barrel

Benromach Sassacaia Wood Finish

Reviewed by: Richard

Benromach Sassacaia Wood FinishThis one was recommended to me by a friend who knows my fondness for sweeter whiskies… So first up – a little bit about the distillery:

Benromach is a Speyside distillery founded by Duncan McCallum and F.W. Brickman in 1898 and currently owned and run by Gordon and Macphail of Elgin. It is situated near Forres in Morayshire and is fed with spring water from the Chapelton Springs in the Romach Hills beside Forres.

And now – on with the review:

This has been matured in a Sassacaia barrel, so an introduction to the wood is in order!
Sassicaia is one of the most sought-after Cabernet Sauvignon wines in the world and made history recently, being the first single wine to be granted its own DOC (Denominazione di origine controllata – quality assurance label for Italian food products, especially Italian wine and cheese)
The Sassicaia estate is located at Bolgheri and lies in the Province of Livorno in Tuscany, Italy.

So, shut up, tell us about the whisky…

This is a 2006 distilled expression and bottled this year – there’s an older 2005 release, a 2004 release and a few older bottlings.
All I can find out is that it’s put in an ex bourbon barrel for around 7 years, and then put in a Sassacaia barrel for around 29 months – just over 2 years.
The colour is golden pink! Well lightly pink – if the sun hits it just right…

Nose: It’s got a real soft nose – dry toasted oak, vanilla, fruity, toffee, nutmeg, and that definitive wine note.
The nose is right up my alley – really sweet and bold, but not sickly…
Now to stick it in my mouth!

Palate: Cherries, raspberries & vanilla, spices, subtle smoke, malty toffee, and wine!
The palate is quite dry, which I find a lot with red wine finishes for some reason… tannic influence maybe? I find they make my mouth water a bit…

Finish: A medium-long finish with hints of fruit and another whiff of smoke.

This is a session whisky (if there’s such a thing) for sunny afternoon, sitting under a tree, in the shade, with some olives, sourdough, semidried tomatoes, cheese and some good friends…I’m amazed at the influence the wine has made, the light smoke and the fruit notes. I’ve tried the standard 10yo Benromach, which is one of my favourites – this is better, not by a lot, but still, better, and juicier…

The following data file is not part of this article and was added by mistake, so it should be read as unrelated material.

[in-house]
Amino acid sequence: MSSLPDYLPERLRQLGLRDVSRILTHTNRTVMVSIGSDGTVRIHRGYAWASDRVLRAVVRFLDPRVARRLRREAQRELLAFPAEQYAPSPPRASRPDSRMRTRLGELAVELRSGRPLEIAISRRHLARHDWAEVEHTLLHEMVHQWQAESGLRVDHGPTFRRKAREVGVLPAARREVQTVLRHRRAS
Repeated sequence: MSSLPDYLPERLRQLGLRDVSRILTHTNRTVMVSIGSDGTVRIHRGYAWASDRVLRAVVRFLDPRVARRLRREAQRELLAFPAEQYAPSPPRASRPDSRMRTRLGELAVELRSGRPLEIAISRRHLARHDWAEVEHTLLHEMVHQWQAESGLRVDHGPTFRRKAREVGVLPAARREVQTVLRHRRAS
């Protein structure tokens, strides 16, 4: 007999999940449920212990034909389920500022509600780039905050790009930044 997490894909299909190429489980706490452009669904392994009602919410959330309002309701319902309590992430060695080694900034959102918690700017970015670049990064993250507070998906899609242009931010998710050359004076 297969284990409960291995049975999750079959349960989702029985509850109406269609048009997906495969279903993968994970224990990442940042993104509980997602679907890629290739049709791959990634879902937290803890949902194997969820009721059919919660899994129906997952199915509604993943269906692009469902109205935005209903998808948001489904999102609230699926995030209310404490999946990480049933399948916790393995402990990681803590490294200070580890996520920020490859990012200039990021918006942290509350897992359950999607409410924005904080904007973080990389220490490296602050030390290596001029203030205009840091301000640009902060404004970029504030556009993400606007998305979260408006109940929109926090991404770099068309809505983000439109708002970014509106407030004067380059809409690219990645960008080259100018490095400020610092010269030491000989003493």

A bloody fine whisky to add to any collection!

★★★

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Longrow Cabernet Sauvignon Cask

Reviewed by: Nick

Longrow Cab Sav

As the abundance of sherry barrels diminishes, whisky makers are forced to look elsewhere for maturation options. The obvious solution, of course, is using the barrels of another grape flavoured product – no, not hubba bubba bubblegum – wine. Wine cask maturation is being used by distillers worldwide: some as a novelty but others as a serious addition to their main range.

The wonderful whisky makers of Longrow are no strangers to experimentation. One of their more intriguing bottles is the Cabernet Sauvignon Cask – aged for seven years in refill bourbon hogs heads and a further four years in Cab Sav barrels sourced from my very favourite wine region: South Australia’s McLaren Vale.

Warning: this is not a beginners whisky. Nor is it an easy drinking whisky. Nor, I believe, could I describe it as a ‘nice’ whisky. But it sure is a fascinating one. On the nose I detected, well, heaps. Initially a gentle smoke, reminding you that yes, Longrow do peat their barley. Once the smoke clears notes of grapes, banana and burnt orange rind flow through. Over all, it is complex and delicious.

The palate is a bit of a shock. Initially it is sweet with fizzy sherbet complimenting the peat. The red grapes make a return, along with other fruit such as melons and apricots. And then the spirit transforms. The finish is long, though not necessarily because of the slightly higher percentage of alcohol. It’s a little… soapy? This is a tasting note I (and seemingly I alone) seem to find in many wine-matured whiskies. There are other, nicer elements: smoked ham, salt, fish, bonfire ash, general seaside senses. This whisky is from Campbelltown, after all!

In no way do I regret buying this whisky. There’s a lot to like and a lot to discuss. But I didn’t love it. And that’s ok.

★★

Glen Moray 12 Year Old

Reviewed by: Nick

Glen Moray 12 Year Old